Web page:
Friday, July 15, 2011

What’s In A Name Anyway?

Volume 1/Issue 1

Ok. So I decided I need a new name for my blog, something that fits my stories. There are a lot of “Bobbie’s World” stuff on the net and I’m surprised…it’s a lot like saying “Welcome to John Smith’s Blogs…Page … Company … Foundation.”  Great.  Time for me to get creative.

Why THIS new name and what's in a name anyway?

For THIS name, quite a lot, please read on:

I tend to put a tremendous amount of thought into just about everything.  I’m full of symbolism and sentimentality.  Which I might add drives my family and especially my husband extremely nuts at times. Being female and needing to express at least 25,000 words or more a day, random thoughts tend to pour out all throughout the decision process. By the time my decision is actually made my dear husband is ready to plug into his iPod and has tuned me out anyway.  And I wonder why I say “You never listen!!!!” Of course he doesn’t!  Most of the time I’m just thinking out loud and talking in circles!

Mom’s funeral was an example of just how caught up I get in detail and sentimentality.  Her funeral details were specifically chosen, every part of it had to have some special connection or meaning of the relationship we shared.

A name is important.  I’ve tried to come up with a clever name for my writings before, but always came back to “Bobbie’s World”.  My grandfather gave me the nickname, “Bobbie”, as a child.  I despised being called Robbie, and well, it is my own little world. However; “Bobbie’s World” doesn’t encompass what I’m all about or the subject matter that I cover.   So I decided to come up with a new, VERY symbolic and sentimental name. At least to me anyway.

Henceforth the process has begun!!!  There are so many memories and word pictures to sort through; I hope that you all keep up with my circle of thought!

Making pies with Mom
When I was growing up I remember the oddest things. I wonder what other kids remember seeing in their eye line and playing with when they were close to their mothers. I’ll have to ask my children sometime. For me, I remember the little rubber stoppers that you could take on and off the brakes of the wheelchairs. The cross bars under their chairs and the replacement parts that would come in the mail all the time.  Then there were the letters "E & J".   I saw those initials over and over again on their chairs.  They stand for:  Everest & Jennings, Wheelchair Manufacturers.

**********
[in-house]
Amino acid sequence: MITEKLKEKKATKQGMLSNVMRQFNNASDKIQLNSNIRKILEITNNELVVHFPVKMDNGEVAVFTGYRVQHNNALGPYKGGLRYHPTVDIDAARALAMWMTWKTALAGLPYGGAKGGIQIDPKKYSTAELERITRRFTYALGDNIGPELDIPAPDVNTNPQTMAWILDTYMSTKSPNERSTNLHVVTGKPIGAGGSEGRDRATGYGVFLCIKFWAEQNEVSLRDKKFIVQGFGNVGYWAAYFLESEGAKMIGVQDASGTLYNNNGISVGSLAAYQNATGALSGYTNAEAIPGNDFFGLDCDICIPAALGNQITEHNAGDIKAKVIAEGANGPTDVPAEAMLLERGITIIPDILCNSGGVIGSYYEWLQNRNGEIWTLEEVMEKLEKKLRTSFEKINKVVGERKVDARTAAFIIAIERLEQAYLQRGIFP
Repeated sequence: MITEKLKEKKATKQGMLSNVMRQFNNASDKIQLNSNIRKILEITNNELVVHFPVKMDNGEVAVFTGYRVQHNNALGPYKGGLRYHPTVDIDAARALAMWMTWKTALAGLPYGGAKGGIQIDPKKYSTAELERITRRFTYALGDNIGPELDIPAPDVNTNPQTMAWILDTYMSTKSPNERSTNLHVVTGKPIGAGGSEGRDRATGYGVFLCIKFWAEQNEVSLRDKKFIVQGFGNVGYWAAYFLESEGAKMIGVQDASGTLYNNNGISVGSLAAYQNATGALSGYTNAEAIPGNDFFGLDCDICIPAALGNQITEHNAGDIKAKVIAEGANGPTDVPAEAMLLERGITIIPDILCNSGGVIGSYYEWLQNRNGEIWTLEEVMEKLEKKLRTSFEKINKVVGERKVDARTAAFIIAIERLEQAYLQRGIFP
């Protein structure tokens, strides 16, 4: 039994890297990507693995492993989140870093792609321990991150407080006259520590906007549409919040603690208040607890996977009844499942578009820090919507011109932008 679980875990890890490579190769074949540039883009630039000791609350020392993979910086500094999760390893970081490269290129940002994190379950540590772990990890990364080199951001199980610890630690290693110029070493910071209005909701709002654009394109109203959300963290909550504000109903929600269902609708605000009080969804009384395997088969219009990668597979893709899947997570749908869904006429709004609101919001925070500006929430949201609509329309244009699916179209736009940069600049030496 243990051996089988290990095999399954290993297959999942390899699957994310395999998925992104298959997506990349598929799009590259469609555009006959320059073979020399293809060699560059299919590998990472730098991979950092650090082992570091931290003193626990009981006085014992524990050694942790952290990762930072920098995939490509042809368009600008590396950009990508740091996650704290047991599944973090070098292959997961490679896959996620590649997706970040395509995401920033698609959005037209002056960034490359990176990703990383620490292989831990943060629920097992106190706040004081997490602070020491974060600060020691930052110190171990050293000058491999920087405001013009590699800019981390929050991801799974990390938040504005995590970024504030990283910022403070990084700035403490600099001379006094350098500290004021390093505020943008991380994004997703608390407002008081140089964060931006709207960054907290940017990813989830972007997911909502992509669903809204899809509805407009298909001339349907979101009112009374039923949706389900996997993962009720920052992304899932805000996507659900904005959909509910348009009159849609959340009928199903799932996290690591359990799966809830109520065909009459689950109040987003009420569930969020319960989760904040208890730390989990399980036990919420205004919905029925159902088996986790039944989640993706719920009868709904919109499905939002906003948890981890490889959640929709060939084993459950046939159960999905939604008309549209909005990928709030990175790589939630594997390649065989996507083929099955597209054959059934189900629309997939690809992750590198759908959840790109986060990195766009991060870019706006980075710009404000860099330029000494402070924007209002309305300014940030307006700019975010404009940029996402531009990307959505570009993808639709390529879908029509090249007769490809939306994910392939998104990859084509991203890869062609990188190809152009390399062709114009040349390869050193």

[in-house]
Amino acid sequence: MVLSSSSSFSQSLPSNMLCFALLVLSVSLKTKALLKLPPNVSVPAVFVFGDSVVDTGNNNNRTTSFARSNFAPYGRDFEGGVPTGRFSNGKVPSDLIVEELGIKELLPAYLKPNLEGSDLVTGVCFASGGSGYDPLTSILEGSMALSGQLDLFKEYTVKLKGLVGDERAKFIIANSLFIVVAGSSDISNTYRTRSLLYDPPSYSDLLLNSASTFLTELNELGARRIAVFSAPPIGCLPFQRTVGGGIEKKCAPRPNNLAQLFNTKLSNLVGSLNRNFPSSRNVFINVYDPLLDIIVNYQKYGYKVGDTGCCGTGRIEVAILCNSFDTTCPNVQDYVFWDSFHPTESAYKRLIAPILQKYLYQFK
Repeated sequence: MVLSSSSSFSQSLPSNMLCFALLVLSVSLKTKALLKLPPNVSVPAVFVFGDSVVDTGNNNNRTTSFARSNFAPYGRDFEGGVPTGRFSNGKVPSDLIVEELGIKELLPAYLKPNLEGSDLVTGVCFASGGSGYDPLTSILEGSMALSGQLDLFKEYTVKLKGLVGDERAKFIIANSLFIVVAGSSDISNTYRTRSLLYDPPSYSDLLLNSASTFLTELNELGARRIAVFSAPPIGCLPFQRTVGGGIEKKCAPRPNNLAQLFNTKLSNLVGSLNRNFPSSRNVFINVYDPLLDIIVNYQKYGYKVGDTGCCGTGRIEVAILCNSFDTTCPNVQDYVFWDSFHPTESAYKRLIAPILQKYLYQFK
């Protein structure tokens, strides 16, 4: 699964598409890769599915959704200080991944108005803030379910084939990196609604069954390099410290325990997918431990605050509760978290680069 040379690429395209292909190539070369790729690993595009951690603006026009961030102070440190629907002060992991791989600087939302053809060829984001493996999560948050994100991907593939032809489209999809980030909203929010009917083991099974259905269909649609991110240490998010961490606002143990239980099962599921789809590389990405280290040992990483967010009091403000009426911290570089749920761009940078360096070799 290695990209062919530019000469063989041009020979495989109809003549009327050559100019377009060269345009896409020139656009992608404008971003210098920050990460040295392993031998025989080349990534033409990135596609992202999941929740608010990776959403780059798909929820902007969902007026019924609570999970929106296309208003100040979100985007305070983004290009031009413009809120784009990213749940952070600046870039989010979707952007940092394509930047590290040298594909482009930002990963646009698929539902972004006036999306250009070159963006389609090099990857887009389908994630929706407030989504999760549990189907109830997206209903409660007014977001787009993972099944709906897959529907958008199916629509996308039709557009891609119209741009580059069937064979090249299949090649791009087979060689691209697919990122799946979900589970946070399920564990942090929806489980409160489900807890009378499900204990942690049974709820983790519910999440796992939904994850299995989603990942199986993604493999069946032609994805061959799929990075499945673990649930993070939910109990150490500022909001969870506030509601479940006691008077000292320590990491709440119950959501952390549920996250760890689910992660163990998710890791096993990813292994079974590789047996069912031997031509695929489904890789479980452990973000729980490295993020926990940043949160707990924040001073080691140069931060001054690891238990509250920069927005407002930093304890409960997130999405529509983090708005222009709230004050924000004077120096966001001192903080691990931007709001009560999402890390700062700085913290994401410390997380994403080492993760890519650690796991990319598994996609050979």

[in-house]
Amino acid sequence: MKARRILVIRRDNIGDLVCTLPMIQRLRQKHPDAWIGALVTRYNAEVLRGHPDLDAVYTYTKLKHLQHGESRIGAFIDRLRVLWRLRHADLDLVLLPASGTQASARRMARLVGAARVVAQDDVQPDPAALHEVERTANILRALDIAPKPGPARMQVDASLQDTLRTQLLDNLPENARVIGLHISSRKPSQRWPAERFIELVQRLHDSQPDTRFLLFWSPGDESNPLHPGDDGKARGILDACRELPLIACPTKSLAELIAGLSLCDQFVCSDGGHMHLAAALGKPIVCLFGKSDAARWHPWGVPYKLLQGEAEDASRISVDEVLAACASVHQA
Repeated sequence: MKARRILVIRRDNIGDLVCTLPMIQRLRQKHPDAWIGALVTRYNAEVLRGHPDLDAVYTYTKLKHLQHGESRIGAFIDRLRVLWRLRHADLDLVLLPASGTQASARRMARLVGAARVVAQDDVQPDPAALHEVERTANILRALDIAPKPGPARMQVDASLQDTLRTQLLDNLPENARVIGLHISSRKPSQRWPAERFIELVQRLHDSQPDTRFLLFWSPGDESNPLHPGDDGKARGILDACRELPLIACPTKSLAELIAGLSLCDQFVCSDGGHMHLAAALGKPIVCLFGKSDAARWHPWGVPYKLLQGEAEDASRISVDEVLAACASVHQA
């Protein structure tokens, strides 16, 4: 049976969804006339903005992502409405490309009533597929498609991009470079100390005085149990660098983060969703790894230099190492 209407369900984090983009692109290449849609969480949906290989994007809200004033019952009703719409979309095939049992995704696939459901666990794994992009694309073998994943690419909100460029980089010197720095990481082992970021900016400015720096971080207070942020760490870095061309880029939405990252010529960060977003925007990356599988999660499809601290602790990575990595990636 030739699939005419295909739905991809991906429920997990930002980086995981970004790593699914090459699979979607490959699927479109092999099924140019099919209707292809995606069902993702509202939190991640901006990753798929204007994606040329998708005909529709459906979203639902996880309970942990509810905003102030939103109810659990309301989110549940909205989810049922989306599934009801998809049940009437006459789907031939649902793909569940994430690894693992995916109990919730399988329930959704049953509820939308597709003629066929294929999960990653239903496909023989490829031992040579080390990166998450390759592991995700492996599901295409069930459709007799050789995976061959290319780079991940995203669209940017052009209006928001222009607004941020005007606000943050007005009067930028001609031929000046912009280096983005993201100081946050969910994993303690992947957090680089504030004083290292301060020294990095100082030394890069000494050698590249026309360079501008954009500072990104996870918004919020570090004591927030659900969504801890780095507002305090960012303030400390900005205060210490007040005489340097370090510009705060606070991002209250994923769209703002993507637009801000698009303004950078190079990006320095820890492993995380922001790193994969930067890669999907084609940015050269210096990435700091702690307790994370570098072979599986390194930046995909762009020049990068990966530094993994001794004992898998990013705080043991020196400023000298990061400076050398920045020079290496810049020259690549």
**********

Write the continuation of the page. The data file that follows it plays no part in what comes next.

I played with the spokes on the bigger wheels of my parents chairs, and the “foot feet” as I called them when I was a toddler. Mom was always a lady, so she kept both feet to one side, using just one foot rest most of the time.  So when she was busy at the kitchen table preparing dinner, I was usually on the floor playing with her chair, swinging out the free “foot feet”, playing with my toy zoo animals and little cars, jumping and running them up and down over all the twists and turns of the metal of the chair.

We had a decorated Christmas can that at one time held about 5 gallons of popcorn and a special pillow that fit just perfectly into that space when the foot pedal was pushed to the side.  The pillow and can served the purpose of a seat while my mother did my hair every day.  I had hair past my waist when I was a kid.  Mom combed out my hair and put it in braids, or curlers if it was a church night so I’d have the big ringlet pig tails the next morning.  She would have her comb, the light blue Tupperware glass of water, and she went to work on my hair, every day.  Funny the things we recall from childhood.

(Speaking of hair, there will be another story in the future about my dad, shampoo, Johnny Cash and a dish drainer.  Interested?)

Bobbie's Baptism Day
I’ve said it many, many times that my parents were fiercely independent people despite being confined to wheelchairs from their teen years.  So we always went to the grocery store on our own and as soon as I was old enough to walk I was taught where to hold on to mom or dad’s chair.  If we were not holding on from behind (like we were pushing) we were holding the armrest of their chairs.  In fact, unfortunately many people have stated to me that we were a “Sad sight to see….these poor little girls pushing their parents around.”